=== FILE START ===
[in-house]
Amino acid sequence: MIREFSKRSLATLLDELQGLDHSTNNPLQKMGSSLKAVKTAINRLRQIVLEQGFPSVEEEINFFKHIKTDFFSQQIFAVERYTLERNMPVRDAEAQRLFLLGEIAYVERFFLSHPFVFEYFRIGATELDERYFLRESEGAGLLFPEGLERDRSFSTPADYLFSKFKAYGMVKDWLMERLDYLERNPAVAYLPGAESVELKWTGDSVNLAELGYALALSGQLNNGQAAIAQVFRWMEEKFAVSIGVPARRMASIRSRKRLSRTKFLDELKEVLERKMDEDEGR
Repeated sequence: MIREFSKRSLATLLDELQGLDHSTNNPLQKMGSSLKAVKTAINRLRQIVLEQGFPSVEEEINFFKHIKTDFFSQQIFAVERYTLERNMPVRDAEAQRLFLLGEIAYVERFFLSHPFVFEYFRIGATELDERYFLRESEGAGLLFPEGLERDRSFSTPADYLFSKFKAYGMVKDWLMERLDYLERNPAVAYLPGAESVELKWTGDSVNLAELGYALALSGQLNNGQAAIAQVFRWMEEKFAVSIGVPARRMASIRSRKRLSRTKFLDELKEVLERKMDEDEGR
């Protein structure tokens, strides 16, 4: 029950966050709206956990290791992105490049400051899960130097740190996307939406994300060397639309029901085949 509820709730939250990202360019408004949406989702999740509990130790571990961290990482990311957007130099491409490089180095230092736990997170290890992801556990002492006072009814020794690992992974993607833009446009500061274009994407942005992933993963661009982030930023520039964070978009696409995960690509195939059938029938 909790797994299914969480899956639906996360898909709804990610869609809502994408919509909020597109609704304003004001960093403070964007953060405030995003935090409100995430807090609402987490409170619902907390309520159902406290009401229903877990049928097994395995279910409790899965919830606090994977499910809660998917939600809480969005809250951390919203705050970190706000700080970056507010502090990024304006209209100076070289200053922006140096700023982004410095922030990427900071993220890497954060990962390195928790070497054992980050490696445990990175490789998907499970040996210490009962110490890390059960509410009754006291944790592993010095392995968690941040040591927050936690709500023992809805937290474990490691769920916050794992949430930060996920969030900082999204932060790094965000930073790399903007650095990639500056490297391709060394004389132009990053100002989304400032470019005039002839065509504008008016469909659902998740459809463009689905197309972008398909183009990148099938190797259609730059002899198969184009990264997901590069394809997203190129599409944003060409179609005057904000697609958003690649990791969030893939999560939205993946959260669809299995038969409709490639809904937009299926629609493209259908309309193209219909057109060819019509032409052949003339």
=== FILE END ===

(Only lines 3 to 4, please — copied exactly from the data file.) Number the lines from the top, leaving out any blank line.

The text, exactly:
Repeated sequence: MIREFSKRSLATLLDELQGLDHSTNNPLQKMGSSLKAVKTAINRLRQIVLEQGFPSVEEEINFFKHIKTDFFSQQIFAVERYTLERNMPVRDAEAQRLFLLGEIAYVERFFLSHPFVFEYFRIGATELDERYFLRESEGAGLLFPEGLERDRSFSTPADYLFSKFKAYGMVKDWLMERLDYLERNPAVAYLPGAESVELKWTGDSVNLAELGYALALSGQLNNGQAAIAQVFRWMEEKFAVSIGVPARRMASIRSRKRLSRTKFLDELKEVLERKMDEDEGR
């Protein structure tokens, strides 16, 4: 029950966050709206956990290791992105490049400051899960130097740190996307939406994300060397639309029901085949 509820709730939250990202360019408004949406989702999740509990130790571990961290990482990311957007130099491409490089180095230092736990997170290890992801556990002492006072009814020794690992992974993607833009446009500061274009994407942005992933993963661009982030930023520039964070978009696409995960690509195939059938029938 909790797994299914969480899956639906996360898909709804990610869609809502994408919509909020597109609704304003004001960093403070964007953060405030995003935090409100995430807090609402987490409170619902907390309520159902406290009401229903877990049928097994395995279910409790899965919830606090994977499910809660998917939600809480969005809250951390919203705050970190706000700080970056507010502090990024304006209209100076070289200053922006140096700023982004410095922030990427900071993220890497954060990962390195928790070497054992980050490696445990990175490789998907499970040996210490009962110490890390059960509410009754006291944790592993010095392995968690941040040591927050936690709500023992809805937290474990490691769920916050794992949430930060996920969030900082999204932060790094965000930073790399903007650095990639500056490297391709060394004389132009990053100002989304400032470019005039002839065509504008008016469909659902998740459809463009689905197309972008398909183009990148099938190797259609730059002899198969184009990264997901590069394809997203190129599409944003060409179609005057904000697609958003690649990791969030893939999560939205993946959260669809299995038969409709490639809904937009299926629609493209259908309309193209219909057109060819019509032409052949003339």